Maulana Wahiduddin Khan | The Sunday Guardian | July 22, 2018
The Quran says that on the Day of Judgment, when mankind is gathered before God, a person will look at his deeds. Those who denied God, and rebelled against Him, will behold the doom that awaits them. In anguish they will cry out: “Would that I were dust!” (78:40)
When Umar, the second Muslim caliph, lay on his death-bed, stricken by the dagger of Abu Lulu Firoz, his son Abdullah Ibn Umar was resting his father’s head in his lap. “Rub my cheek in the dust, Abdullah,” Umar said to him.
Abdullah ibn Umar did so. Then, with his head resting on the ground, Umar addressed these words to himself: “Woe betide you, Umar, and woe betide the one who gave birth to you, if God does not forgive you.”(Tabqat ibn Sad)
If one compares both these events, one will find that the very words uttered by those who did evil in the next world, are those uttered by a righteous person in this world.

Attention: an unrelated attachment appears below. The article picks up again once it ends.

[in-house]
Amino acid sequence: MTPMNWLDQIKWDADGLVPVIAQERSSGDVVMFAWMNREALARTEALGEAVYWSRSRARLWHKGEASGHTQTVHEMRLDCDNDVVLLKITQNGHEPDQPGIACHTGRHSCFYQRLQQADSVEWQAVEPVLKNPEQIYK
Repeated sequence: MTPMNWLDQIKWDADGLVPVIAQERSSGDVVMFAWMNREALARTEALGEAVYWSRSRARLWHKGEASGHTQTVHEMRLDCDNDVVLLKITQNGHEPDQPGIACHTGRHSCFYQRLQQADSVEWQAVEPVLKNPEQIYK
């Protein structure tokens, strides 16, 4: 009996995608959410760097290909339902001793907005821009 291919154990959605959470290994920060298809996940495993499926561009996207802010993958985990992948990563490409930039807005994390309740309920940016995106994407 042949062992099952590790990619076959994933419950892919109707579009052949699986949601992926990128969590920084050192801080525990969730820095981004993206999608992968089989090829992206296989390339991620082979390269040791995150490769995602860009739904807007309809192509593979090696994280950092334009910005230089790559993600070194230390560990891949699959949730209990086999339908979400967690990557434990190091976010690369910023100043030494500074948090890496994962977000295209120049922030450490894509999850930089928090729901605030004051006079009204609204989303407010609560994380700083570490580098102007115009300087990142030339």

In the life after death, wrongdoers will wish they were dust. But here we have a pious person saying, before he dies, in this life on earth: “Join me with the dust.”
Who dare rebel against God when He appears before one? Everyone will submit to Him then. But the only creditable submission to God is that which comes before He makes Himself manifest. Those who do wrong will bow to God when He reveals Himself before them. But a sincere person bows to Him while He is still invisible.
The truth is that a truthful person experiences in this world what the wicked will experience in the next world. The wicked will humble themselves on seeing God, while a virtuous person does so without seeing Him.